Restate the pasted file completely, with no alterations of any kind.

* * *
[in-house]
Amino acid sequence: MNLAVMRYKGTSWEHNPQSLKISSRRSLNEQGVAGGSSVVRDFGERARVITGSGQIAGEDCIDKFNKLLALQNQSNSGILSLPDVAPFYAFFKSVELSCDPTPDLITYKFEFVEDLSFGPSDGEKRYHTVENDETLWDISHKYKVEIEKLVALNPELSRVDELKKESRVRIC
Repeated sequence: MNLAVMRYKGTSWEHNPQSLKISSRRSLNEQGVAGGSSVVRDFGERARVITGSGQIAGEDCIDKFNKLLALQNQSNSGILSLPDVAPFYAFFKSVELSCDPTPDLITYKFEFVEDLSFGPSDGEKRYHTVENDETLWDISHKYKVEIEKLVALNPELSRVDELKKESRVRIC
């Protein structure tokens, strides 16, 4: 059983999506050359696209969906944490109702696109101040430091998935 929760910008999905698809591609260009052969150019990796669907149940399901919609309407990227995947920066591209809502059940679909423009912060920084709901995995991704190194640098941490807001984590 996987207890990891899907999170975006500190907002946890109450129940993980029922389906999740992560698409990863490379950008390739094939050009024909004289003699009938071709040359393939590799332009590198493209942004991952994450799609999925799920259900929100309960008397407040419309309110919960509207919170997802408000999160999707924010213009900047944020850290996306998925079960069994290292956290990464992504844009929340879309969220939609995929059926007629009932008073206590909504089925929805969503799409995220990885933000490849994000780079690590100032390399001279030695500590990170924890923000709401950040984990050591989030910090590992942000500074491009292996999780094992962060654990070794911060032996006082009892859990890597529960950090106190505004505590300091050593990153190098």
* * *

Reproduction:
[in-house]
Amino acid sequence: MNLAVMRYKGTSWEHNPQSLKISSRRSLNEQGVAGGSSVVRDFGERARVITGSGQIAGEDCIDKFNKLLALQNQSNSGILSLPDVAPFYAFFKSVELSCDPTPDLITYKFEFVEDLSFGPSDGEKRYHTVENDETLWDISHKYKVEIEKLVALNPELSRVDELKKESRVRIC
Repeated sequence: MNLAVMRYKGTSWEHNPQSLKISSRRSLNEQGVAGGSSVVRDFGERARVITGSGQIAGEDCIDKFNKLLALQNQSNSGILSLPDVAPFYAFFKSVELSCDPTPDLITYKFEFVEDLSFGPSDGEKRYHTVENDETLWDISHKYKVEIEKLVALNPELSRVDELKKESRVRIC
């Protein structure tokens, strides 16, 4: 059983999506050359696209969906944490109702696109101040430091998935 929760910008999905698809591609260009052969150019990796669907149940399901919609309407990227995947920066591209809502059940679909423009912060920084709901995995991704190194640098941490807001984590 996987207890990891899907999170975006500190907002946890109450129940993980029922389906999740992560698409990863490379950008390739094939050009024909004289003699009938071709040359393939590799332009590198493209942004991952994450799609999925799920259900929100309960008397407040419309309110919960509207919170997802408000999160999707924010213009900047944020850290996306998925079960069994290292956290990464992504844009929340879309969220939609995929059926007629009932008073206590909504089925929805969503799409995220990885933000490849994000780079690590100032390399001279030695500590990170924890923000709401950040984990050591989030910090590992942000500074491009292996999780094992962060654990070794911060032996006082009892859990890597529960950090106190505004505590300091050593990153190098």